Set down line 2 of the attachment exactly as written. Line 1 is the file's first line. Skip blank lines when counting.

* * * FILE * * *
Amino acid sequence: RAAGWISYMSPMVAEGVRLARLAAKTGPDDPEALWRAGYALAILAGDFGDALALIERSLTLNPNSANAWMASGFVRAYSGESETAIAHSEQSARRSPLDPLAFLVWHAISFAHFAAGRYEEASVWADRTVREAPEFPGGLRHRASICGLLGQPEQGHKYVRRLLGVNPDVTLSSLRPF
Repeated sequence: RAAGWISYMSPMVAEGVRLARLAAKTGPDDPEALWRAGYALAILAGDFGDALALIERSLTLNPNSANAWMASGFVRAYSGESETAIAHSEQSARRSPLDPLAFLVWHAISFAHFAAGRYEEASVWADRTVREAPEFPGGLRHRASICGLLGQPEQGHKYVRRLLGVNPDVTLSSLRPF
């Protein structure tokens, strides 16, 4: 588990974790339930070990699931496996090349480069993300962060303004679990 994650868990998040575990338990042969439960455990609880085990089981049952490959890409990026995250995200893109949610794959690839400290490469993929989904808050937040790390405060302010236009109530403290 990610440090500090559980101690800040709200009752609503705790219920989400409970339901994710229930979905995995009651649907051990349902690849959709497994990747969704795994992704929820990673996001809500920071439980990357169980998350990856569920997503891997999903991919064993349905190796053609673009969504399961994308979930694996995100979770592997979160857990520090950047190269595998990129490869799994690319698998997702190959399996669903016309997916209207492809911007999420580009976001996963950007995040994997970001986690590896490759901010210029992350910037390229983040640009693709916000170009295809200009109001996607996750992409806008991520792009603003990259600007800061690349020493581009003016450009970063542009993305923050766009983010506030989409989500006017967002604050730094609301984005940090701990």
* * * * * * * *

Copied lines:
Repeated sequence: RAAGWISYMSPMVAEGVRLARLAAKTGPDDPEALWRAGYALAILAGDFGDALALIERSLTLNPNSANAWMASGFVRAYSGESETAIAHSEQSARRSPLDPLAFLVWHAISFAHFAAGRYEEASVWADRTVREAPEFPGGLRHRASICGLLGQPEQGHKYVRRLLGVNPDVTLSSLRPF